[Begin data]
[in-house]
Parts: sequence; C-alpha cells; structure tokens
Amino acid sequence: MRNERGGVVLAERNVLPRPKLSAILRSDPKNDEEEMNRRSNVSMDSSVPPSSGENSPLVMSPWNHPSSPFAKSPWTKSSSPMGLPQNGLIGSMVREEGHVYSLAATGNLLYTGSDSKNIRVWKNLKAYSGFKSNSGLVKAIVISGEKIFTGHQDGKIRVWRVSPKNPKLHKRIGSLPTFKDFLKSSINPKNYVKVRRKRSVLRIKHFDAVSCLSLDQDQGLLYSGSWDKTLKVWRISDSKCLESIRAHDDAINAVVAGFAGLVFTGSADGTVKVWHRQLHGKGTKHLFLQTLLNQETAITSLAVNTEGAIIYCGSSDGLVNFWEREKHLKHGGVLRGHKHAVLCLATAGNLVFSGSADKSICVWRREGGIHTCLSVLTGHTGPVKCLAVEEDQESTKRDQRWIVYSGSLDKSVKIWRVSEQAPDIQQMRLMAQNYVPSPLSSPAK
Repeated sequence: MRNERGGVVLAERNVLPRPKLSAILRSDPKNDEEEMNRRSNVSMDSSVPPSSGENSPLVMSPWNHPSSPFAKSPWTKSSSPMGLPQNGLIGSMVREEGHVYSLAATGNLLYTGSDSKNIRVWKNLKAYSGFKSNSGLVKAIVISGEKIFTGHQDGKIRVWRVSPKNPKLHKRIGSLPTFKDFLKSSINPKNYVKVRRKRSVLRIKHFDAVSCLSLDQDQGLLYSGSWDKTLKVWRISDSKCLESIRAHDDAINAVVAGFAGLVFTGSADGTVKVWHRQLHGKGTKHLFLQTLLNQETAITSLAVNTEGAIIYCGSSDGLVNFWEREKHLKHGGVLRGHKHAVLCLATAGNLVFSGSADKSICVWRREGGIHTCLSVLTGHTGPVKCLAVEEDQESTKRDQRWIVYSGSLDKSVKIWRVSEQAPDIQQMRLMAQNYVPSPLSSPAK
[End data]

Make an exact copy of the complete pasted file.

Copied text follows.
[in-house]
Parts: sequence; C-alpha cells; structure tokens
Amino acid sequence: MRNERGGVVLAERNVLPRPKLSAILRSDPKNDEEEMNRRSNVSMDSSVPPSSGENSPLVMSPWNHPSSPFAKSPWTKSSSPMGLPQNGLIGSMVREEGHVYSLAATGNLLYTGSDSKNIRVWKNLKAYSGFKSNSGLVKAIVISGEKIFTGHQDGKIRVWRVSPKNPKLHKRIGSLPTFKDFLKSSINPKNYVKVRRKRSVLRIKHFDAVSCLSLDQDQGLLYSGSWDKTLKVWRISDSKCLESIRAHDDAINAVVAGFAGLVFTGSADGTVKVWHRQLHGKGTKHLFLQTLLNQETAITSLAVNTEGAIIYCGSSDGLVNFWEREKHLKHGGVLRGHKHAVLCLATAGNLVFSGSADKSICVWRREGGIHTCLSVLTGHTGPVKCLAVEEDQESTKRDQRWIVYSGSLDKSVKIWRVSEQAPDIQQMRLMAQNYVPSPLSSPAK
Repeated sequence: MRNERGGVVLAERNVLPRPKLSAILRSDPKNDEEEMNRRSNVSMDSSVPPSSGENSPLVMSPWNHPSSPFAKSPWTKSSSPMGLPQNGLIGSMVREEGHVYSLAATGNLLYTGSDSKNIRVWKNLKAYSGFKSNSGLVKAIVISGEKIFTGHQDGKIRVWRVSPKNPKLHKRIGSLPTFKDFLKSSINPKNYVKVRRKRSVLRIKHFDAVSCLSLDQDQGLLYSGSWDKTLKVWRISDSKCLESIRAHDDAINAVVAGFAGLVFTGSADGTVKVWHRQLHGKGTKHLFLQTLLNQETAITSLAVNTEGAIIYCGSSDGLVNFWEREKHLKHGGVLRGHKHAVLCLATAGNLVFSGSADKSICVWRREGGIHTCLSVLTGHTGPVKCLAVEEDQESTKRDQRWIVYSGSLDKSVKIWRVSEQAPDIQQMRLMAQNYVPSPLSSPAK